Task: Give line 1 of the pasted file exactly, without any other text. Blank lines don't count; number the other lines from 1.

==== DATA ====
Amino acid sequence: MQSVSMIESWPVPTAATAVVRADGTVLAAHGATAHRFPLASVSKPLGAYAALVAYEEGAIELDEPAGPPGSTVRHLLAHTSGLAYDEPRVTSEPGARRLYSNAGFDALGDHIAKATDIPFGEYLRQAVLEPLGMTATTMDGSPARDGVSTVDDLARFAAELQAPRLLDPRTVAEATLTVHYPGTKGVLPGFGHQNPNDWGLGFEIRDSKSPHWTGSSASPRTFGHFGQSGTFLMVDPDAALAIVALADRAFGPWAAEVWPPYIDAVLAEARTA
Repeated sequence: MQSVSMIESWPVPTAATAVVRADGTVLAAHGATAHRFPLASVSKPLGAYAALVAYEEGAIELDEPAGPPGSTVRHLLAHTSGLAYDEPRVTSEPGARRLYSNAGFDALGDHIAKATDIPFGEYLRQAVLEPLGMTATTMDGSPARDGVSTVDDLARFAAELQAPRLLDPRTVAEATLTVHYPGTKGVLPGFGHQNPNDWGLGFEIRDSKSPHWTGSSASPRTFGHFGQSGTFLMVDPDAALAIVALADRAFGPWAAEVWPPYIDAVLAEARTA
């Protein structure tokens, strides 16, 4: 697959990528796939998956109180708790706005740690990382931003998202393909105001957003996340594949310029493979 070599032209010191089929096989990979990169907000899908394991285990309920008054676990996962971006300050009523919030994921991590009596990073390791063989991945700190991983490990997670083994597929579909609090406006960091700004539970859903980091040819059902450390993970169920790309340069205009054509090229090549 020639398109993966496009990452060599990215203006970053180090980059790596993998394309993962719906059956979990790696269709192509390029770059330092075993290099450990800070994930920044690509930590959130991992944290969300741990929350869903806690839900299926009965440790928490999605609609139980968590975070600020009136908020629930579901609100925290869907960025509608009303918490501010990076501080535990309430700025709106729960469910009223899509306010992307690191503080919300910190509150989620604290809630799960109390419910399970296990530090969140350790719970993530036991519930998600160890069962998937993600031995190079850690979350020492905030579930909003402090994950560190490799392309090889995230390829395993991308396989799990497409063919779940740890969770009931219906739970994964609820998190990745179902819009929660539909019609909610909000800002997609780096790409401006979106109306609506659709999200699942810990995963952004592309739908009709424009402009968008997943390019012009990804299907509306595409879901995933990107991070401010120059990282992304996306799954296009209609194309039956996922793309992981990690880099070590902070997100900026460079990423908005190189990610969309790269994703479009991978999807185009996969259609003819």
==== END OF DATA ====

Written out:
Amino acid sequence: MQSVSMIESWPVPTAATAVVRADGTVLAAHGATAHRFPLASVSKPLGAYAALVAYEEGAIELDEPAGPPGSTVRHLLAHTSGLAYDEPRVTSEPGARRLYSNAGFDALGDHIAKATDIPFGEYLRQAVLEPLGMTATTMDGSPARDGVSTVDDLARFAAELQAPRLLDPRTVAEATLTVHYPGTKGVLPGFGHQNPNDWGLGFEIRDSKSPHWTGSSASPRTFGHFGQSGTFLMVDPDAALAIVALADRAFGPWAAEVWPPYIDAVLAEARTA